A former executive of a group of collapsed insurers was sentenced to five years in federal prison and ordered to pay $286 million in restitution.
Andrew B. Scherr, who pleaded guilty last year in U.S. District Court in Dallas to two criminal counts stemming from the insurers’ collapse, is a former associate of a young financier named Alexander Chatfield Burns who built a New York-based insurance empire.
The empire collapsed in early 2014 after Mr. Burns checked into a mental-health ward of a hospital and left behind an affidavit describing unusual asset transfers. The insurers’ collapse was the focus of a 2015 page-one article in The Wall Street Journal.
Federal regulators in a separate 2018 civil action alleged that Messrs. Burns and Scherr had raided the insurers’ funds of more than $300 million and replaced them with worthless or grossly overvalued assets.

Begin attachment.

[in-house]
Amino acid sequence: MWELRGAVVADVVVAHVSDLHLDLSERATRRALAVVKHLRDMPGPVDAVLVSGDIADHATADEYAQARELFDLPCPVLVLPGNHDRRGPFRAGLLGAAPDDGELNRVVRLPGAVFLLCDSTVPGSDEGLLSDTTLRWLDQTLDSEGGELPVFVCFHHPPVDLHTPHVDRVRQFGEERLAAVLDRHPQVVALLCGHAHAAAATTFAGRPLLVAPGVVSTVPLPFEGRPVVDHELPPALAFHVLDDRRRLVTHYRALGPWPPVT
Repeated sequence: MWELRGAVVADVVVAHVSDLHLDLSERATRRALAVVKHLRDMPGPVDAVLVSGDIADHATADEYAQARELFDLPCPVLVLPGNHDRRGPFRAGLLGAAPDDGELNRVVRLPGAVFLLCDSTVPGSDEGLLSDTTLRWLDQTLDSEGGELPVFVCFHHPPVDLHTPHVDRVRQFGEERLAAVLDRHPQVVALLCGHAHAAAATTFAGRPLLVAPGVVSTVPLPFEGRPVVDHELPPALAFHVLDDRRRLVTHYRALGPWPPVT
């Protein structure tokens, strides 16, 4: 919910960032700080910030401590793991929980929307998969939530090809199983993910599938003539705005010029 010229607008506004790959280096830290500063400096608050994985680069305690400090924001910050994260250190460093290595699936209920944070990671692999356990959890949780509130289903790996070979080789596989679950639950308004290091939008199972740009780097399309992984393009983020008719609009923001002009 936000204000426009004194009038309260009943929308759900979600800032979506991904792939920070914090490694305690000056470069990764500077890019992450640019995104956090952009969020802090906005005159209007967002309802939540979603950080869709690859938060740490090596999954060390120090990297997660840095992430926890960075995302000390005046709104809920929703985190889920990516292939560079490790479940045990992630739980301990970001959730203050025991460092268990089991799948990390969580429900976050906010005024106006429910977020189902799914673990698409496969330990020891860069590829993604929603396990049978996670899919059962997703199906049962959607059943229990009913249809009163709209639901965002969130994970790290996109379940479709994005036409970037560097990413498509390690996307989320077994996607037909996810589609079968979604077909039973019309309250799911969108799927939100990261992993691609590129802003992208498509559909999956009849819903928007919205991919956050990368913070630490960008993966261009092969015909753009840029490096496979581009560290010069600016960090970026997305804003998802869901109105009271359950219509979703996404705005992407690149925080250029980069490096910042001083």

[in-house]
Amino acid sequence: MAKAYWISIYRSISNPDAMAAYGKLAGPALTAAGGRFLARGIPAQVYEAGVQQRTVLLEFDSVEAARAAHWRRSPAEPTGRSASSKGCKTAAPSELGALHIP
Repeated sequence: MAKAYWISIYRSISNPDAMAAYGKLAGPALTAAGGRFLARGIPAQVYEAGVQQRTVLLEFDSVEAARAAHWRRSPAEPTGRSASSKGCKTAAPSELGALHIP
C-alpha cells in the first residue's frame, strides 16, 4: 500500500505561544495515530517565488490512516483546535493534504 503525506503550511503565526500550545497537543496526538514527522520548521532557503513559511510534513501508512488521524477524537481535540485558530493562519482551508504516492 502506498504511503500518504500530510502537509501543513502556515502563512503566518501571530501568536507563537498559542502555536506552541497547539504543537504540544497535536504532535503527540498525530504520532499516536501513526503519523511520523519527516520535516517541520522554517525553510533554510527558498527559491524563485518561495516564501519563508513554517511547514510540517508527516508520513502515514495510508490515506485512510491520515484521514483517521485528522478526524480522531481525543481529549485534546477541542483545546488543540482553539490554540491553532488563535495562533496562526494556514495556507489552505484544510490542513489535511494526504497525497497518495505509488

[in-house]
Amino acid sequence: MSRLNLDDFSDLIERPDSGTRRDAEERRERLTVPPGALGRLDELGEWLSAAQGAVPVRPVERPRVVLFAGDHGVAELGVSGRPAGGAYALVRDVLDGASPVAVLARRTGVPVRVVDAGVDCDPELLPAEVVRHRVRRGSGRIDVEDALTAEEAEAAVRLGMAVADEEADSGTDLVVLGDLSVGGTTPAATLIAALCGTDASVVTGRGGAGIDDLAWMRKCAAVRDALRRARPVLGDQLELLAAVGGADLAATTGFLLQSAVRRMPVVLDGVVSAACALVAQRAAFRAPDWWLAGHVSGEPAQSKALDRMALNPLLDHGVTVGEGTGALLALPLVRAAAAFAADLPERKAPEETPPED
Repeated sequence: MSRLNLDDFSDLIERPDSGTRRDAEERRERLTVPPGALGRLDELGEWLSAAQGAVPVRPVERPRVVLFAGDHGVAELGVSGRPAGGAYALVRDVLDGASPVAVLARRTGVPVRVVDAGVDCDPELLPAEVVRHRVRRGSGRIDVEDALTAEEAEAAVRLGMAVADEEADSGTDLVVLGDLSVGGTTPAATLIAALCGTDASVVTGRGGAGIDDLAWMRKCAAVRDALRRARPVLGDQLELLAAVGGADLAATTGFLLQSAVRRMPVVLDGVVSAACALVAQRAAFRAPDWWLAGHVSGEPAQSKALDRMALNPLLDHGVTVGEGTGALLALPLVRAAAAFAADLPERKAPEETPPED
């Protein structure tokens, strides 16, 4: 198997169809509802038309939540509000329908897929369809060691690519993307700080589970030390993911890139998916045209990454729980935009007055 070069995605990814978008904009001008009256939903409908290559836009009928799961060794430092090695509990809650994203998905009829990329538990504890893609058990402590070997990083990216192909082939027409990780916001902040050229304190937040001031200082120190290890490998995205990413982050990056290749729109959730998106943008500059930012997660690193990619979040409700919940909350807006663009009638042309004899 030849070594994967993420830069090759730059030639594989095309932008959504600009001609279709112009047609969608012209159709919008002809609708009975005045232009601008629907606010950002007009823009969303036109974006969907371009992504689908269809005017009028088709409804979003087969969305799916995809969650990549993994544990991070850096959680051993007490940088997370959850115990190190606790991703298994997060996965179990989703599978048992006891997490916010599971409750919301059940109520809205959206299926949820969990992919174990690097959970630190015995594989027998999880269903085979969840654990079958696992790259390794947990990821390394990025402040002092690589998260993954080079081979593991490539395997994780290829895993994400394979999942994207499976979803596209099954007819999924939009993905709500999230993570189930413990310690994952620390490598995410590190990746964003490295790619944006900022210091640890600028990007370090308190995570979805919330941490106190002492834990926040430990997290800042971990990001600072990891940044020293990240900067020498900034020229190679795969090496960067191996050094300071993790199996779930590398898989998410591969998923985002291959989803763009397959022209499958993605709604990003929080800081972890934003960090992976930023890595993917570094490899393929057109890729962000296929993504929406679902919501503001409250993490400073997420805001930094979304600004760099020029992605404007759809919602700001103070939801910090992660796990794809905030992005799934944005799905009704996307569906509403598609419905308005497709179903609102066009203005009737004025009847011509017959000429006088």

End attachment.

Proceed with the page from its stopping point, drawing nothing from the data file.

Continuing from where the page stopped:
Among the substituted assets was a supposed painting by Caravaggio that the SEC alleged was “of questionable authenticity.” Both defendants have settled with the SEC.
Andrew Scherr, Former Executive With Collapsed Insurers, Receives Five-Year Prison Sentence Source link Andrew Scherr, Former Executive With Collapsed Insurers, Receives Five-Year Prison Sentence